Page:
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Circe’s lament

July 6, 2012

When Ulysses left, Circe could not understand: “Ulysses, how could a man’s heart be so dark, and allow a woman to love him, enchant him, bathe him in rainwater every morning, gather fruits for his lazy afternoon, caress his body with her hands, her feet, her breasts, thread clothes for him with roots and fibres, dream with him, and then, all  of a sudden, for the man to break the link of a chain carefully knitted? How can a man be so cruel that would choose friends and army companions over the soft soul of a woman?” And, sitting in the middle of her outdoor kitchen, between the trays that she used to serve him with, between the cauldrons that she used to bathe him in and between the jars of ointment that she used to cure him with, Circe dropped to her knees and cried.

Whipping her tears, she broke the turquoise and gold necklace that laid on her breasts, tore the yellow silk dress she was wearing, threw away her emerald dangling earring and the colourful bangles adorning her hands and her feet. Naked and pure she remained motionless for a while on the outdoor kitchen floor, feeling the coolness of the stones, watching the clouds flying above her and imagining Ulysses and his shipmates riding the waves, away from her, far, far, far away but again, most hurtful, away from her.

She remembered the days when Ulysses would call her, just to fly high on the consonants of her name: Circe! Circe! Circe!. And Circe would soar like a dove to his lament. “Why did he go?” she asked herself. “I gave everything.”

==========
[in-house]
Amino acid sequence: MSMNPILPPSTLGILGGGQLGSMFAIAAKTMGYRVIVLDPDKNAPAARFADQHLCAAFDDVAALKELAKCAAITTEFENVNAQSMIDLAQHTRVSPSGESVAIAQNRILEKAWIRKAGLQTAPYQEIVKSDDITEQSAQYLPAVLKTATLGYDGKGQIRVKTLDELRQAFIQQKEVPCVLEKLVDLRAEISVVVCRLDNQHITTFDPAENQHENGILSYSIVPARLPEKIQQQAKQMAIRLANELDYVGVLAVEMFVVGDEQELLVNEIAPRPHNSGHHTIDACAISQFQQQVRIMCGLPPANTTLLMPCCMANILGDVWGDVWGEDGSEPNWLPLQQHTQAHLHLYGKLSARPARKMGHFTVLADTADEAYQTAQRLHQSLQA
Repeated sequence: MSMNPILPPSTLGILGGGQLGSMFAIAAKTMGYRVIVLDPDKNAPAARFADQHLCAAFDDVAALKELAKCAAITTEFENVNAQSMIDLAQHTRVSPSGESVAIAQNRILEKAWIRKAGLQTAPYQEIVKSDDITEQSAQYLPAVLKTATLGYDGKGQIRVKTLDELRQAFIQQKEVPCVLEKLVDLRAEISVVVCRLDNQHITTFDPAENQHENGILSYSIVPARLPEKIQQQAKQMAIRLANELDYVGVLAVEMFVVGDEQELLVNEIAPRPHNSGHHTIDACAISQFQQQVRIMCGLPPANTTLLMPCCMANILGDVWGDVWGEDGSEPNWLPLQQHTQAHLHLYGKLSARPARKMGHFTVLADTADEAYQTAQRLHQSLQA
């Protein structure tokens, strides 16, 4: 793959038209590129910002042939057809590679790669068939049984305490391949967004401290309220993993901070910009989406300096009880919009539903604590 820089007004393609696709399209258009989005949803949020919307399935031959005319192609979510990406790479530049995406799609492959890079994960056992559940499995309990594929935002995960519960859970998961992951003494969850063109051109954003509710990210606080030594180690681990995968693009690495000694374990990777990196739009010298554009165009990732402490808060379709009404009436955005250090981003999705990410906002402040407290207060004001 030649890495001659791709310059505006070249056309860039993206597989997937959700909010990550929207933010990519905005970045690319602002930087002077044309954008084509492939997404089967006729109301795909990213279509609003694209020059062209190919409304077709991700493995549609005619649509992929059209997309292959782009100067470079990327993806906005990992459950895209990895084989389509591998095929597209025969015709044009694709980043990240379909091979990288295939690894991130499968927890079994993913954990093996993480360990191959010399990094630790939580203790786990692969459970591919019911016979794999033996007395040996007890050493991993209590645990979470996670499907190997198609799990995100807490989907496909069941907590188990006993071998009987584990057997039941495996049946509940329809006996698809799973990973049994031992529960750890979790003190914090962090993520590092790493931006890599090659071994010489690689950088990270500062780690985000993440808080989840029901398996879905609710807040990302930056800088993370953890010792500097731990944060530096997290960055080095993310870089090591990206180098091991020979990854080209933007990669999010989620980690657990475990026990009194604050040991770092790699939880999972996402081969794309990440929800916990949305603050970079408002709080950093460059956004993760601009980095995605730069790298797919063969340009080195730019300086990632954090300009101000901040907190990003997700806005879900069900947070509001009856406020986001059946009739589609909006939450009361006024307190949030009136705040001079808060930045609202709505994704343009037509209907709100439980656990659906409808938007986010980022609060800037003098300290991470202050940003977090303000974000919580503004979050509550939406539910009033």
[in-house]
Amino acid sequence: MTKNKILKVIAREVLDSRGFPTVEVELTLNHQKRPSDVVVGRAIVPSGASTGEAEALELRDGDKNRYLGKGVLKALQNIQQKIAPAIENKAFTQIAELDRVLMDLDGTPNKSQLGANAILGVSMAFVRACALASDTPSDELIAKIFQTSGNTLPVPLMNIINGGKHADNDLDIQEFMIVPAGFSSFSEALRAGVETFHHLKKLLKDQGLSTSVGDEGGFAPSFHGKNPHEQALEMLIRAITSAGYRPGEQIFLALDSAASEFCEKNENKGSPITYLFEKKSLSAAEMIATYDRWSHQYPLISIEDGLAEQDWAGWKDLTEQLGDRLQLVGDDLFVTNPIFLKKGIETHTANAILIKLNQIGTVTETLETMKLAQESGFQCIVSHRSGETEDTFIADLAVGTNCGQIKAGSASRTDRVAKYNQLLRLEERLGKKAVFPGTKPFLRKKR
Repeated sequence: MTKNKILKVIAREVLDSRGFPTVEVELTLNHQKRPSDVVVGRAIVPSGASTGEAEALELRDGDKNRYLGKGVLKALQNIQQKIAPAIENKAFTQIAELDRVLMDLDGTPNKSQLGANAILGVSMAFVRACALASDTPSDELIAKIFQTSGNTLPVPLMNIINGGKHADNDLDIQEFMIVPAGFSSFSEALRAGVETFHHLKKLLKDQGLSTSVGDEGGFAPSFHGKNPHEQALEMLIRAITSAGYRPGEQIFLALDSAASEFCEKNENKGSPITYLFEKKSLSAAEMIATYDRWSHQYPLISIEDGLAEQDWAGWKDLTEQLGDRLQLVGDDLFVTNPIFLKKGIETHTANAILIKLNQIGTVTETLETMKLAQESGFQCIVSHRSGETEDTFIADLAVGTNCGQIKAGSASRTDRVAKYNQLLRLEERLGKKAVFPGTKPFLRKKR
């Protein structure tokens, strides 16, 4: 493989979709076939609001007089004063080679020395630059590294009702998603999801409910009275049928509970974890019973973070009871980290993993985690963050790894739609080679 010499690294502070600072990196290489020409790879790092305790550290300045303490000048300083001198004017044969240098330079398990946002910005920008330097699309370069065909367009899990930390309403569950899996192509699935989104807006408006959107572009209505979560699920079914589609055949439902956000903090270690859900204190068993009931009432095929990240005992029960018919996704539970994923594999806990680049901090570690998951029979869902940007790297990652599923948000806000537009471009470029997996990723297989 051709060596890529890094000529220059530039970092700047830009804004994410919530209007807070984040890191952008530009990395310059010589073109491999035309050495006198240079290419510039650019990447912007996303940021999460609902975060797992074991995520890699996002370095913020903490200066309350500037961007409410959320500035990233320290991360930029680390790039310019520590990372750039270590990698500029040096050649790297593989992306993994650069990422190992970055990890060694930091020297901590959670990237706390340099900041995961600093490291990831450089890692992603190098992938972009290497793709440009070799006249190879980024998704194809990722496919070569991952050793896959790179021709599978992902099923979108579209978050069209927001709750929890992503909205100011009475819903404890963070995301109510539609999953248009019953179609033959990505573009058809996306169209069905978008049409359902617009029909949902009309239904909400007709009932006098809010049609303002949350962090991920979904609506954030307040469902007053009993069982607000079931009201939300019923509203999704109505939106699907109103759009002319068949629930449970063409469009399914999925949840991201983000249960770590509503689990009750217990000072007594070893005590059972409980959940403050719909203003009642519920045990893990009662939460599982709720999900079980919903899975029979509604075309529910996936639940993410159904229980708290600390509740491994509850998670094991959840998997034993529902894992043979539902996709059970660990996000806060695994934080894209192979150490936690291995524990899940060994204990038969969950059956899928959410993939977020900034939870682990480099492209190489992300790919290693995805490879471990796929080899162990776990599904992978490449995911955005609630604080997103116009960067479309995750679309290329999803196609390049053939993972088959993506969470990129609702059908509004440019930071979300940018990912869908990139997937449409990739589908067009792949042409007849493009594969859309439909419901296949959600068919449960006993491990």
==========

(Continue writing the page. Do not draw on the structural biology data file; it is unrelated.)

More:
The worst was remembering his hands on her hips, his eyes on her shoulders and the taste of his sweat. She missed him so final. Where was he running, where could he go? “The universe was not vast enough for Ulysses to forget Circe”, she thought .

Suddenly, she understood that she needed to preserve her beauty, she needed to conserve her young soul for him. Because Ulysses would return, yes, Ulysses will be back. And, for the first time in 4 weeks, she smiled. She put back her magnificent jewellery, oiled her body with jasmine perfume, washed her hair in walnut extracts and started to plan ahead the day of his return. She would thread millions of dresses, each more beautiful than the other, and than sit on the highest peak of the island and watch carefully to the ocean’s horizon for Ulysses boat. He would not come back that day, but she was determined to prepare herself for his return. Taking her dress apart, threading another, different patterns, different looks she believed that the key of his return would be in resolving the puzzle of her appearance. By reinventing herself, Ulysses would see in her a different woman, a different pleasure.

Ulysses himself thought of Circe from time to time, however he was now happy, back to his faithful Penelope that was joyfully bathing him in rainwater every afternoon, was gathering fruits for his lazy mornings, was caressing his body with her hands, her feet and her breasts and threading clothes for him only with roots and fibres, dreaming with him. Then, he would call her, flying high on the vowels of her name: Penelope! Penelope! Penelope!

And minute by minute, day by day, Penelope became Circe and Circe became Penelope, as in each woman on this earth there is a part of Circe and there is another of Penelope.

When Ulysses left, Penelope could not understand. “Ulysses, how could a man’s heart be so dark, and allow a woman to love him, enchant him, bathe him in rainwater every morning, gather fruits for his lazy afternoon, caress his body with her hands, her feet, her breasts, thread clothes………

by Elena Cochia-Vochin

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